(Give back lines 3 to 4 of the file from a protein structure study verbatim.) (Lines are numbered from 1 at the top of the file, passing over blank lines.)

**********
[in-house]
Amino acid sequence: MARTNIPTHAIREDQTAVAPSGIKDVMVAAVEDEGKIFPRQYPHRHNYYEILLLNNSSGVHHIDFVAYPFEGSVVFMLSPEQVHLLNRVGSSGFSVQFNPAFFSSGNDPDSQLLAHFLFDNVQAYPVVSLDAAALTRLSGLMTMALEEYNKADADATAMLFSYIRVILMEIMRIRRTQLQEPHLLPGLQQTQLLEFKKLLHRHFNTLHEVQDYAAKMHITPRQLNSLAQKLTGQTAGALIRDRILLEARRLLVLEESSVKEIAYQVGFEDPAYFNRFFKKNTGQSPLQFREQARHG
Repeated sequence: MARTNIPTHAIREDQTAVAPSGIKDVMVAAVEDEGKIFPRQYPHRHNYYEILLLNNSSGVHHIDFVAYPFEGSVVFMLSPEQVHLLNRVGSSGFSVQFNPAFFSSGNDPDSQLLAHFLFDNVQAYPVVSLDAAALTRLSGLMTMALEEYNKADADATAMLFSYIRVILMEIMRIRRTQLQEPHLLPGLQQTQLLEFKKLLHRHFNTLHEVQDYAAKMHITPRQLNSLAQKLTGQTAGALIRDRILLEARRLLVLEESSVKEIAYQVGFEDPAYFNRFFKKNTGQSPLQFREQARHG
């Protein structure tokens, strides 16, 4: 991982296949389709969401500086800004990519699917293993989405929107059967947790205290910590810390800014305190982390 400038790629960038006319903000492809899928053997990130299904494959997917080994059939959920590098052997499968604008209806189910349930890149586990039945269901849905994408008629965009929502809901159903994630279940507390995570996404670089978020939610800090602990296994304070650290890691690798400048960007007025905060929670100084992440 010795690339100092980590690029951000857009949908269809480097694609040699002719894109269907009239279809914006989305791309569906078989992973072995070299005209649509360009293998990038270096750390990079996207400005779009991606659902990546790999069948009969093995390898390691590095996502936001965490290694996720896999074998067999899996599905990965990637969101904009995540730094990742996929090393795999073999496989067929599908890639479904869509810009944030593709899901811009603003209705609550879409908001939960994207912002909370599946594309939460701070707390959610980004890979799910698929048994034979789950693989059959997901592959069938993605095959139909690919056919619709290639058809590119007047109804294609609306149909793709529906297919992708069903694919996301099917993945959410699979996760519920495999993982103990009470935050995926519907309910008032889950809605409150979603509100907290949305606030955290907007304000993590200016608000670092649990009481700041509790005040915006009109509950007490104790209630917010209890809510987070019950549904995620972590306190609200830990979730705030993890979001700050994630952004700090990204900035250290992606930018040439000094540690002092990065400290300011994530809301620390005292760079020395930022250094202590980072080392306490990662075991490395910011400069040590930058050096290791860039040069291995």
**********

Repeated sequence: MARTNIPTHAIREDQTAVAPSGIKDVMVAAVEDEGKIFPRQYPHRHNYYEILLLNNSSGVHHIDFVAYPFEGSVVFMLSPEQVHLLNRVGSSGFSVQFNPAFFSSGNDPDSQLLAHFLFDNVQAYPVVSLDAAALTRLSGLMTMALEEYNKADADATAMLFSYIRVILMEIMRIRRTQLQEPHLLPGLQQTQLLEFKKLLHRHFNTLHEVQDYAAKMHITPRQLNSLAQKLTGQTAGALIRDRILLEARRLLVLEESSVKEIAYQVGFEDPAYFNRFFKKNTGQSPLQFREQARHG
């Protein structure tokens, strides 16, 4: 991982296949389709969401500086800004990519699917293993989405929107059967947790205290910590810390800014305190982390 400038790629960038006319903000492809899928053997990130299904494959997917080994059939959920590098052997499968604008209806189910349930890149586990039945269901849905994408008629965009929502809901159903994630279940507390995570996404670089978020939610800090602990296994304070650290890691690798400048960007007025905060929670100084992440 010795690339100092980590690029951000857009949908269809480097694609040699002719894109269907009239279809914006989305791309569906078989992973072995070299005209649509360009293998990038270096750390990079996207400005779009991606659902990546790999069948009969093995390898390691590095996502936001965490290694996720896999074998067999899996599905990965990637969101904009995540730094990742996929090393795999073999496989067929599908890639479904869509810009944030593709899901811009603003209705609550879409908001939960994207912002909370599946594309939460701070707390959610980004890979799910698929048994034979789950693989059959997901592959069938993605095959139909690919056919619709290639058809590119007047109804294609609306149909793709529906297919992708069903694919996301099917993945959410699979996760519920495999993982103990009470935050995926519907309910008032889950809605409150979603509100907290949305606030955290907007304000993590200016608000670092649990009481700041509790005040915006009109509950007490104790209630917010209890809510987070019950549904995620972590306190609200830990979730705030993890979001700050994630952004700090990204900035250290992606930018040439000094540690002092990065400290300011994530809301620390005292760079020395930022250094202590980072080392306490990662075991490395910011400069040590930058050096290791860039040069291995």